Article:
The ps command is used to view active processes on a system. It’s a fundamental command for monitoring what’s running on your system and can be used in combination with other commands to kill unresponsive or malicious processes.
The usermod command allows an administrator to modify a user account. This can include adding the user to a new group (which may have certain permissions), changing the user’s home directory, or even changing the username.
While not specifically a security command, find is a powerful tool for locating files and directories. It can be used in conjunction with other commands to search for files with specific permissions or ownership.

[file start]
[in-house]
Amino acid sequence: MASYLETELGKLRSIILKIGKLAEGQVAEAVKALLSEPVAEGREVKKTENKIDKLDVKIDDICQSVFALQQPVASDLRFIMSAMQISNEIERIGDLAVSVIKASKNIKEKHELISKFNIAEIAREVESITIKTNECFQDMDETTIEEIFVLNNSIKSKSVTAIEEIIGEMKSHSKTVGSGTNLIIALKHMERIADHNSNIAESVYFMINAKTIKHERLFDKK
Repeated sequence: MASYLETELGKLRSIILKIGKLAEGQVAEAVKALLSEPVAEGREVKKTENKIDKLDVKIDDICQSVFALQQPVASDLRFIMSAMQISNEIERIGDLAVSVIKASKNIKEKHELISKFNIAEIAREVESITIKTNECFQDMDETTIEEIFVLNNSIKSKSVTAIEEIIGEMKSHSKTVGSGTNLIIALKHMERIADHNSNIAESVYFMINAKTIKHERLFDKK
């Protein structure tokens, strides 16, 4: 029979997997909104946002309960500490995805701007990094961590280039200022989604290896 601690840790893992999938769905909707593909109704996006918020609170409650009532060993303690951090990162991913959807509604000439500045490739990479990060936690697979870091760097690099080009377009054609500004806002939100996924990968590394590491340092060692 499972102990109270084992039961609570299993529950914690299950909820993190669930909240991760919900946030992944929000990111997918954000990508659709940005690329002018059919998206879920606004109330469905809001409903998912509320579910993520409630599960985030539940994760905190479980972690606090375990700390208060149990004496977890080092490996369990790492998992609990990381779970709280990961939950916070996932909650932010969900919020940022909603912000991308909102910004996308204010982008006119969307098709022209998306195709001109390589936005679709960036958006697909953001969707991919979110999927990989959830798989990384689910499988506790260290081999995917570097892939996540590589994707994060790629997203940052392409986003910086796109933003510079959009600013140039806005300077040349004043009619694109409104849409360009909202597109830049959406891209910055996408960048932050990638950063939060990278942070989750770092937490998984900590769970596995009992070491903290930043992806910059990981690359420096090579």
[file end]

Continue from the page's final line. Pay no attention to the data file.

The history command displays the command history of the current user. It’s beneficial for auditing purposes, allowing you to see what commands have been run previously.
The last command shows the last logins on the system. This can sometimes help to detect any unusual login activity.
Linux security commands are used for a shed-load of different reasons, all of which are important for managing and maintaining Linux cybersecurity, such as:
- Access Control: Commands like sudo, chmod, chown, and usermod allow administrators to control who can access specific files and directories, and what actions they can take. This helps ensure that only authorized users can access sensitive data or perform certain actions.
- Monitoring and Auditing: Commands such as netstat, ss, ps, history, and last allow administrators to monitor system activities and network connections. They can track which commands have been run, which users are logged in, which processes are running, and how network connections are being used. This is vital for detecting potential security threats and for performing forensic investigations after a security incident.